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Huckabee's whoppers 

Mike Huckabee may have set a record for the number of fibs told by a presidential aspirant in a single week, or perhaps in a year, which raises a question.

Was it a good week or a bad week for Huckabee?

Pundits seem to think it was a disaster that torpedoed the former governor's standing as the leading contender for the Republican nomination in 2012. George Will, the doyen of conservative thought, wrote that sensible Americans had to be detecting "vibrations of weirdness" in the Republican Party with the nutty pronouncements of Huckabee and Newt Gingrich, who is not terribly far behind Huckabee in Republican polls.

But Huckabee would be hurting only if justice and good sense were the prevailing factors in the chase for the Republican nomination, and they are not. Truth is not part of the equation.

The last week of February was an especially good one for Huckabee because he told the true believers, who are the gravitational force in the Republican Party, what they want to hear, and the fact that he was caught lying only gave him a bigger megaphone.

Let's take all the whoppers Huckabee told on the New York radio show of Steve Malzberg, a Glenn Beck wannabe who spouts all the crazy conspiracies of the right. Because he told a bunch of provable falsehoods, Huckabee's words spread across the country. If he had told the truth, no one but Malzberg's rapt listeners would have heard the slanders.

Huckabee said President Obama grew up in Kenya under the influence of his Muslim father and grandfather so he has a different worldview from that of real Americans. He said the president had a different view of "the Brits" than Americans because he sympathized with the Mau Mau revolution against British colonial rule in the 1950s. Obama demonstrated it, he continued, by removing a bust of Winston Churchill from the Oval Office and returned it to Great Britain, "a great insult to the British." Because he grew up in Kenya, he went on, Obama didn't get healthy influences like the Boy Scouts gave Americans.

Not a phrase of it was true. Obama saw his father only briefly as a child and never met his grandfather. He was born in Hawaii and spent the first five years of his life there, then spent several years in Indonesia with his mother and her new husband, and returned to Oahu, Hawaii, where he was raised by white grandparents and went to school. He went to Kenya for the first time in 1987, at the age of 26, to visit a sister.

And Obama did not return the Churchill bust to England but moved it to the family wing of the White House. He replaced it in the Oval Office with a bust of Abraham Lincoln. The Brits evinced no choler about it.

Oh, and Obama was in the Boy Scouts in Indonesia.

The head of Huckabee's political-action committee issued a statement explaining that Kenya was only a slip of the tongue. Huckabee meant to say Indonesia, not Kenya. He knew that Obama never lived in Kenya.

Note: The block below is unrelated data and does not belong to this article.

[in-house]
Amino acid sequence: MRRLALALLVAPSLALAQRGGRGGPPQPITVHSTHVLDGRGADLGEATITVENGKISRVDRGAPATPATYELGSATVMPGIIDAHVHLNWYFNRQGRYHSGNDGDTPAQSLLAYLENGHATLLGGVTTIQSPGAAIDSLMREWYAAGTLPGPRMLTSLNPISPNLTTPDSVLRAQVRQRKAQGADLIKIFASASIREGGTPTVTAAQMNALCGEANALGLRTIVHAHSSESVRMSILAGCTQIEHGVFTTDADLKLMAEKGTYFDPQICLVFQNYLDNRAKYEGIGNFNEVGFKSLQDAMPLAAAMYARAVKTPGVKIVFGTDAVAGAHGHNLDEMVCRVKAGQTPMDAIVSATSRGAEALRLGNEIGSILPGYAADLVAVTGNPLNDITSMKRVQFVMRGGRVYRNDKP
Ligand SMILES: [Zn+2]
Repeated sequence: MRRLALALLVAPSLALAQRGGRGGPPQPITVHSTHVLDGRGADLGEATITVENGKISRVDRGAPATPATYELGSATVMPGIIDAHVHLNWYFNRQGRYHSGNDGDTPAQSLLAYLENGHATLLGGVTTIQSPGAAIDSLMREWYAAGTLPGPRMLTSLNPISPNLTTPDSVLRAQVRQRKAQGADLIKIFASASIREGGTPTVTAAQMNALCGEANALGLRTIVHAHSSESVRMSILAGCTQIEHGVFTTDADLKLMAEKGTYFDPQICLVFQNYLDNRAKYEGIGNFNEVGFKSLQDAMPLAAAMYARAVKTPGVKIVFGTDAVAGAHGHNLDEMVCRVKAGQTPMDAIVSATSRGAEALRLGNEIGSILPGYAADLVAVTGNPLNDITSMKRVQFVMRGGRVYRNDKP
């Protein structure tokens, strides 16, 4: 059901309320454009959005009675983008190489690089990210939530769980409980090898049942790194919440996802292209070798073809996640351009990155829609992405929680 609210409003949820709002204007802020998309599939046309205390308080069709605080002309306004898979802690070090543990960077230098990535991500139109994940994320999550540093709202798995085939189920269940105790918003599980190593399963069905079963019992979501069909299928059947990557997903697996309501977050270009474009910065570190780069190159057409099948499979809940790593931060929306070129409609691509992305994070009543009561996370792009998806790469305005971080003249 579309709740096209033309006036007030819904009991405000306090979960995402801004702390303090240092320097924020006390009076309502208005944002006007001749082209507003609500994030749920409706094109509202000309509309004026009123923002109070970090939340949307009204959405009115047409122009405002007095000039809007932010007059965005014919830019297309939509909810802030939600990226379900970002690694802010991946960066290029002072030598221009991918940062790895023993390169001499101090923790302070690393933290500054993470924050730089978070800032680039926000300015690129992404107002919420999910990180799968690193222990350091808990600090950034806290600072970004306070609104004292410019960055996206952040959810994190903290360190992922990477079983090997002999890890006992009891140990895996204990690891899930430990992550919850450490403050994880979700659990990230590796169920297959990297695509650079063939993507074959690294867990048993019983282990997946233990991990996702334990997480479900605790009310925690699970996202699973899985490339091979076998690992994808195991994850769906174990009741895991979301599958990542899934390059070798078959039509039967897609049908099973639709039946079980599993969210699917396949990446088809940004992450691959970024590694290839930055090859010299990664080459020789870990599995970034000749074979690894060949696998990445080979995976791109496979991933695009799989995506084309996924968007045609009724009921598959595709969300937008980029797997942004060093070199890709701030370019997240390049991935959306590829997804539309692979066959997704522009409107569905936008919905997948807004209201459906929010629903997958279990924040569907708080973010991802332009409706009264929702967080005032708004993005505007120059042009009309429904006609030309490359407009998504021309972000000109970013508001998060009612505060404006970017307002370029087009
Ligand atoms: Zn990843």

But what was all that stuff about the Mau Maus? There were no Mau Maus in Indonesia, an island nation that is oceans away.

That was on Monday. A day earlier, Huckabee was a guest on Chris Wallace's Sunday show on Fox News. Wallace said that if Huckabee ran for president the media would throw out "gotcha stories," such as the charges that when he was governor of Arkansas Huckabee raised taxes. How would he respond to that? By arrangement with Huckabee, obviously, Wallace flashed on the screen three of the many Huckabee tax increases — the ones Huckabee wanted to talk about.

That state income tax surcharge, Huckabee said, was "a misnomer." He opposed the tax but the legislature passed it anyway and he flatly did not sign it, Huckabee said.

As it has been pointed out many times — by no less than the Arkansas Democrat Gazette (then, not lately) — that is a lie. Huckabee called a special legislative session in 2003 to raise taxes. In his address to the Senate and House of Representatives he pleaded with the legislators to pass a tax bill and send it to him. He suggested an income tax surcharge, a sales tax or a tobacco tax. He said he would sign any tax bill they sent to him. The legislature sent him a bill imposing an extra 3 percent charge on individual and corporate incomes for two years and an increase in tobacco taxes. He signed it into law on May 8, the same day it passed the Senate, and praised the legislature for passing it. It's all in the record.

Wallace and Fox never pointed out the lie.

Huckabee also implied that the Arkansas Supreme Court made him raise the sales tax, which also was not true.

Three days earlier, meeting with national political reporters in Washington, Huckabee was asked about freeing an Arkansas inmate who went to Lakewood, Wash., and slaughtered four policemen in a coffee shop in 2009. Police gunned him down in a shootout later.

Huckabee said he would do it all over again. The kid was only 16 and had been sentenced to 108 years in prison for a burglary, he said. If Maurice Clemmons had been white and had a good lawyer, Huckabee said, he would not have served even one day in prison and would be working on Wall Street today. Clemmons wrote Huckabee a letter saying he had found Jesus.

Clemmons was not 16, he would have been eligible for parole after serving fewer than 20 years, not 108, and his crimes and prison misconduct were numerous and violent, not just a little burglary. All of that was documented.

That's only four days of prevarications. There's not space for Natalie Portman's pregnancy or the promotions for his new book of tired bromides.

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